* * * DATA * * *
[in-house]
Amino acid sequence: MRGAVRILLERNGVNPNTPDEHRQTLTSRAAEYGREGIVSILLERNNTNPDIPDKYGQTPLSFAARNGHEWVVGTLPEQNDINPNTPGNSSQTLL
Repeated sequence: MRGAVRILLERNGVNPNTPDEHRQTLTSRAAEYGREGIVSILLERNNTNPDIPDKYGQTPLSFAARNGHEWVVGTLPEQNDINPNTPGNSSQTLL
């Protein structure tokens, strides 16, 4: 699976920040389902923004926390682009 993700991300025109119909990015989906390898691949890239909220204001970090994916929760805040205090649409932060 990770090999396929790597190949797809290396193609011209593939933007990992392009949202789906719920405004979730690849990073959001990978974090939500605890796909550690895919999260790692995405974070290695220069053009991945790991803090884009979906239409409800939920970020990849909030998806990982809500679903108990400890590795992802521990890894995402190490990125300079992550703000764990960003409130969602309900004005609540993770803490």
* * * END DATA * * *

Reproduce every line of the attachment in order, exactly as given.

[in-house]
Amino acid sequence: MRGAVRILLERNGVNPNTPDEHRQTLTSRAAEYGREGIVSILLERNNTNPDIPDKYGQTPLSFAARNGHEWVVGTLPEQNDINPNTPGNSSQTLL
Repeated sequence: MRGAVRILLERNGVNPNTPDEHRQTLTSRAAEYGREGIVSILLERNNTNPDIPDKYGQTPLSFAARNGHEWVVGTLPEQNDINPNTPGNSSQTLL
């Protein structure tokens, strides 16, 4: 699976920040389902923004926390682009 993700991300025109119909990015989906390898691949890239909220204001970090994916929760805040205090649409932060 990770090999396929790597190949797809290396193609011209593939933007990992392009949202789906719920405004979730690849990073959001990978974090939500605890796909550690895919999260790692995405974070290695220069053009991945790991803090884009979906239409409800939920970020990849909030998806990982809500679903108990400890590795992802521990890894995402190490990125300079992550703000764990960003409130969602309900004005609540993770803490």